Lydia Ortiz ’96

Refining Her Focus

By Donna Parker

Lydia Ortiz ’96 has walked the powerful halls of our nation’s Capitol, but says her greatest achievement and challenge is being full-time mom to her children – 3 ½ year old Santiago and 1 ½ year old Solana.

“I felt like trying to manage work and two young kids was just too much, so I quit my job a few months ago.  The juggling act just wasn’t for me,” says this public policy and environmental issues specialist who now lives in Austin.

“After Trinity, I attended the Syracuse Maxwell School of Citizenship and Public Affairs on an academic fellowship; then it was onto D.C. to work for the U.S. Environmental Protection Agency, focusing on urban planning and sustainability issues.”

“Now, I’m up to my ears in finger paint and sippy cups!  My husband Hector and I love going to our neighborhood park and experiencing all of the outdoorsy and family-friendly things Austin has to offer. It’s funny because people don’t typically read the alumni news and think being a full-time mom would be a great achievement, or on the same level as other professional accomplishments, but I really feel like this is what I should be doing right now – working to be the best mom.”

Lydia is also preparing to host a Latino Alumni Reception during Trinity’s Alumni Weekend, which will take place Saturday, Oct. 20 at 3:30 pm in the Holt Conference Center.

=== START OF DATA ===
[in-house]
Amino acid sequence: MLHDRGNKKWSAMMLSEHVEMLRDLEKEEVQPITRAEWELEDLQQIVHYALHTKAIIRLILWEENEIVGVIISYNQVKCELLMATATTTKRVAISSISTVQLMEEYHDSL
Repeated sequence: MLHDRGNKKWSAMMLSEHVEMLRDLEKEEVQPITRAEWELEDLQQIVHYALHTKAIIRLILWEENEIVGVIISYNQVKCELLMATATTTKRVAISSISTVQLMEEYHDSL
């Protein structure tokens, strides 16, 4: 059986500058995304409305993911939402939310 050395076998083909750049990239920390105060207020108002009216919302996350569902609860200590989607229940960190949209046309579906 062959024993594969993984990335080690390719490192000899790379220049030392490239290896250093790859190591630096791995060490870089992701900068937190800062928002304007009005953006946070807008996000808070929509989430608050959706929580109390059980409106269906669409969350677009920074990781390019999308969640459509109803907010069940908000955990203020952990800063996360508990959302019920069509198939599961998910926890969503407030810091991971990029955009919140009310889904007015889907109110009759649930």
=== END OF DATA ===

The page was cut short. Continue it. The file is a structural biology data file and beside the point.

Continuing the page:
“The idea actually came out of a conversation at a small conference last year in which current Trinity students, faculty, and alumni explored the history of Latinos on campus,” says Lydia.

“This is a perfect example of how Trinity encourages students to examine complex issues through debate and discussion.  It’s one of the things I love about the school.  When I went in, I wanted to become a news broadcaster – any other school would have trained me to do that, but Trinity peeled the onion back and defined the role of media in society and how it impacts other issues.  By the time I left campus, I knew that I wanted to devote my career to examining environmental and economic policy issues.”

Lydia names Dr. Arturo Madrid, department of modern languages and literatures, and Dr. Rob Huesca, department of communication, as two of her mentors and role models.

“Each was a critical influence.  Dr. Madrid’s warm support and distinguished accomplishments continue to be a source of inspiration.  Dr. Huesca’s irreverence and his continual challenge of conventional attitudes helped shape my passion for advocacy.

Lydia has done her fair share of that in the public policy world she left behind.  She served as chair of the City of Austin Planning Commission and helped start Liveable City, a non-profit focused on quality of life in Austin.  She also worked for the U.S. Department of Commerce’s Economic Development Administration overseeing grant awards to economically-distressed communities and PeopleFund, a non-profit community financial institution, training small business owners in civic leadership.

It really just comes down to finding the right balance, according to Lydia, who stepped off the fast track and now answers to two toddlers who are providing the real meaning of life.

E-mail Lydia @ lydiaortiz@hotmail.com